I've written about several of these cases, including Taylor-Seidenbach (Ho), Rettig (Ho), Iron Workers (Bumatay), Edmo (Bumatay), and Preterm-Cleveland (Bush). Also, I appreciate the citation of my article, Originalism and Stare Decisis in the Lower Courts.

Let me make a broader observation: the judges in this string cite should populate any future list of Supreme Court nominees. If we are committed to placing originalists on the bench, we should place committed originalists on the bench.

In this case, the circuit's precedents were inconsistent with the text of the statute. Bound by circuit precedent, Judge Ho explained that judges should simply limit those non-textualist opinions, and decline to extend them further.

As a panel, we are of course bound to follow our circuit precedent. And that requires reading precedent faithfully. "Lower court judges don't have license to adopt a cramped reading of a case in order to functionally overrule it." Int'l Ass'n, 974 F.3d at 1116 (Bumatay, J., dissenting from denialof rehearing en banc) (quotations omitted). See also Blackman, 13 NYU J.L. & LIBERTY at 51 ("Of course, judges can always draw razor-thin distinctions and contend that a particular issue is not governed by a non-originalist precedent. But judges should resist this temptation.").

Here, there is no reason to extend the precedent further:

But our precedent has applied the improper joinder doctrine only in cases where a defendant was improperly joined as a matter of substantive law. See Flagg, 819 F.3d at 136 ("the test for improper joinder 'is whether the defendant has demonstrated that there is no possibility of recovery by the plaintiff against an in-state defendant'") (quoting Smallwood, 385 F.3d at 573). None of our precedents involved a defendant who was improperly joined as a matter of procedure, as is the case here.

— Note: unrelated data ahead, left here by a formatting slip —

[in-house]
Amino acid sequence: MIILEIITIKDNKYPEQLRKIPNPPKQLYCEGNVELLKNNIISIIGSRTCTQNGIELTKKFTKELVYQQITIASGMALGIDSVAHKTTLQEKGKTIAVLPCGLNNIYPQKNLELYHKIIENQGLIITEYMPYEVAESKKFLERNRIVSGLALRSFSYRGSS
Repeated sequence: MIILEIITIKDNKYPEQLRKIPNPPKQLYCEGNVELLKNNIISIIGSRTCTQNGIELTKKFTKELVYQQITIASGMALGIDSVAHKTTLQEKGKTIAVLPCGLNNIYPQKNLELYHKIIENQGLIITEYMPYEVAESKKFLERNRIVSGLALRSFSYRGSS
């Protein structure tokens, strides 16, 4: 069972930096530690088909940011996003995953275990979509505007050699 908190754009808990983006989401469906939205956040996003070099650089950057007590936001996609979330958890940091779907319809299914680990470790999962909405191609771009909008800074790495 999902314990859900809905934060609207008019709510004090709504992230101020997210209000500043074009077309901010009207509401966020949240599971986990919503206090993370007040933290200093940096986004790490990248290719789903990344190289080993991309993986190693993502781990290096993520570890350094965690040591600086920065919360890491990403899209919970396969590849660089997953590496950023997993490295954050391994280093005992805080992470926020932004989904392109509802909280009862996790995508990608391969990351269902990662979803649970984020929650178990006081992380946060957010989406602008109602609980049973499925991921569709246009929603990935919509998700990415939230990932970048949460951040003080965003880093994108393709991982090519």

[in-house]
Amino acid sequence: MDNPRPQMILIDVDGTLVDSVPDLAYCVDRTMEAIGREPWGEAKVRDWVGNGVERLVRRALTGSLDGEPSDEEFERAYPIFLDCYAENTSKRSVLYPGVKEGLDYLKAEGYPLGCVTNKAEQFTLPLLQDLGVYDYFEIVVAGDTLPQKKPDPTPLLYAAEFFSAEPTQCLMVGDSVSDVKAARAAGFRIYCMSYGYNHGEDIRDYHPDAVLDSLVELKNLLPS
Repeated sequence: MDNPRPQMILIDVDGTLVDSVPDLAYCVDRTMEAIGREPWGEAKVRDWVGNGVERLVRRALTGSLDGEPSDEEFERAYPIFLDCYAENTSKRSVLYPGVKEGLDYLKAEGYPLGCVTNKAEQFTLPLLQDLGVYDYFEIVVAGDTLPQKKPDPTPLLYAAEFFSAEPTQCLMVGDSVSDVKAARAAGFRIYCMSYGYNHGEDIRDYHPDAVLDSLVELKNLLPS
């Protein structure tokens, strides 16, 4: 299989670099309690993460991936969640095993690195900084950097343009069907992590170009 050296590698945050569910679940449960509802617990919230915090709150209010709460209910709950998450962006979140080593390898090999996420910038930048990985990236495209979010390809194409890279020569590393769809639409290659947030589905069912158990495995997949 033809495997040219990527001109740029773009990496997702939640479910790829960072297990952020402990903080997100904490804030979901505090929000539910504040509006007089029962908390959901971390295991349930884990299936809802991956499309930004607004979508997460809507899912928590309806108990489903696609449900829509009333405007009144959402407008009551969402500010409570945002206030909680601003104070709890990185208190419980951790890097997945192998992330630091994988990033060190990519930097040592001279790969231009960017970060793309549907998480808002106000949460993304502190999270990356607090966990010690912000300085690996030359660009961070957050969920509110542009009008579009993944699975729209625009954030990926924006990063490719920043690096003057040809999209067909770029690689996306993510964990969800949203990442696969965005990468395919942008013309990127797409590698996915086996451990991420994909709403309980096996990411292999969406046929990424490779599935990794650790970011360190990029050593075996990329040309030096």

I see no reason why we should be compelled to extend our erroneous precedents to fit this case. This is not a case, after all, in which logic demands that we extend an atextual body of precedent in order to preserve rationality or consistency in the law. Cf. Leocal v. Ashcroft, 543 U.S. 1, 11 n.8 (2004) (courts must interpret statutes "consistently"); Clark v. Martinez, 543 U.S. 371, 380 (2005) (same).

On these narrow grounds, Judge Ho concurs:

We should decide every case by adhering to the governing legal text to the maximum extent permitted by a faithful reading of binding precedent. That is what the majority does today. I accordingly concur.

Judge Jones dissented:

The majority holds that the district court lacked jurisdiction because a non-diverse defendant remained from the original lawsuit. According to the majority, the sky will fall on removal jurisdiction unless this case against Homeland proceeds only in Louisiana state court. The majority's arguments, in my view, prove too much. I would affirm the district court's jurisdiction. 

Of course, the Fifth Circuit could take this issue en banc to correct a flawed precedent. Judge Ho's concurrence makes that outcome more likely. And ultimately, these originalist/textualist concurrences flag for the Supreme Court where precedent has deviated from text. I am increasingly grateful for the trickle-up effect from lower-court originalists.